Does Bleach Kill Weeds? Use in Rocks, Driveways & Gravel

Weeds are the most annoying intruders for the majority of homeowners. They tend to grow in areas where they are not wanted and can be challenging to kill. It is for this reason that homeowners opt for many ways of getting a permanent solution. While most chemicals can be expensive, hard to find in the market, and sometimes not practical, home remedies such as bleach have proven to work successfully. Who knew that ordinary household bleach could kill weeds? Quite strange but very effective and quite economical.

Since bleach is not just for washing anymore, find out how effective it is in killing weeds.

Does Bleach Kill Weeds Permanently?

Many people have spent a fortune trying to get weed-killing solutions that work. That’s why most turn to cheap, readily available household remedies such as bleach. But is bleach safe, and does it kill weeds permanently?

Bleach is potent and hazardous hence destroys anything it touches permanently. Therefore, bleach is an inexpensive solution compared to herbicides. However, don’t do the happy dance just yet because bleach has permanent and adverse effects on the soil. Once it penetrates the ground, no other plant can grow there because it drops the soil’s pH. When it penetrates the ground, the acidity gets to the roots and eats the plant away from the sources.

As useful as it is, be wary not to use bleach to kill weeds on areas where you would want other plants to grow.

How to Kill Weeds Using Bleach

Things you will need:

  • Chlorine bleach
  • Sprayer suitable for holding bleach
  • Protective gloves
  • Safety goggles
  • Funnel
  • Long-handle spoon
  • First and foremost, bleach is harsh on the skin and eyes; therefore, wear protective gloves and safety goggles to protect your hands and eyes. Get your undiluted chlorine bleach ready.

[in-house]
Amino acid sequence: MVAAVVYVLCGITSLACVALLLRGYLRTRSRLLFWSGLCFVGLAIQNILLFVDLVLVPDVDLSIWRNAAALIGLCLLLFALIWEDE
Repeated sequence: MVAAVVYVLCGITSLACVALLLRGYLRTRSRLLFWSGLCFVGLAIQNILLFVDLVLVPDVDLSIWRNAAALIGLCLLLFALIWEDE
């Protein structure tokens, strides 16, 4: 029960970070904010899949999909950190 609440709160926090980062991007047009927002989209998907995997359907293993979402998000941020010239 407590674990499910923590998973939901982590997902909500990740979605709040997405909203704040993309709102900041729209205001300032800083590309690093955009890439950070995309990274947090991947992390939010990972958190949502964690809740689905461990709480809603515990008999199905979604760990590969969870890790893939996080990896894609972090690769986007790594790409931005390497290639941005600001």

• Use a funnel to guide the bleach into a spray bottle. You can add water to mix with the bleach. It is recommended to use half part water and half part bleach plus liquid soap.
  • Stir the mixture with a long-handle spoon. The funnel helps you not to have spills of the bleach on the surrounding area.
  • Cover any remaining bleach and make sure you use the bleach within 24hrs since it’s bound to lose its forte after a day.
  • Spray the bleach directly and generously on the weeds you want to kill.
  • Wait for about three days when the weeds turn brown ad pull them out.
  • If you have any plans of planting anything on the same spot, flash it down with a lot of water to dilute the acidity in the soil. Repeat flashing for several months before planting. Also, add some manure and fertilizer to neutralize the acidity. Be sure to test if the pH has stabilized.


  • Use the gloves and goggles at all times.
  • Make sure it isn’t windy on the day you plan to take action. The spray particles might be blown into your eyes, nose, and ears.
  • Always do a pre-test before spraying the whole garden.
  • Make sure there are no children, elders, or animals near as you spray.
  • Avoid using excess. Wait a few days to check the results.
  • Do not mix with other chemicals without investigating how they may react.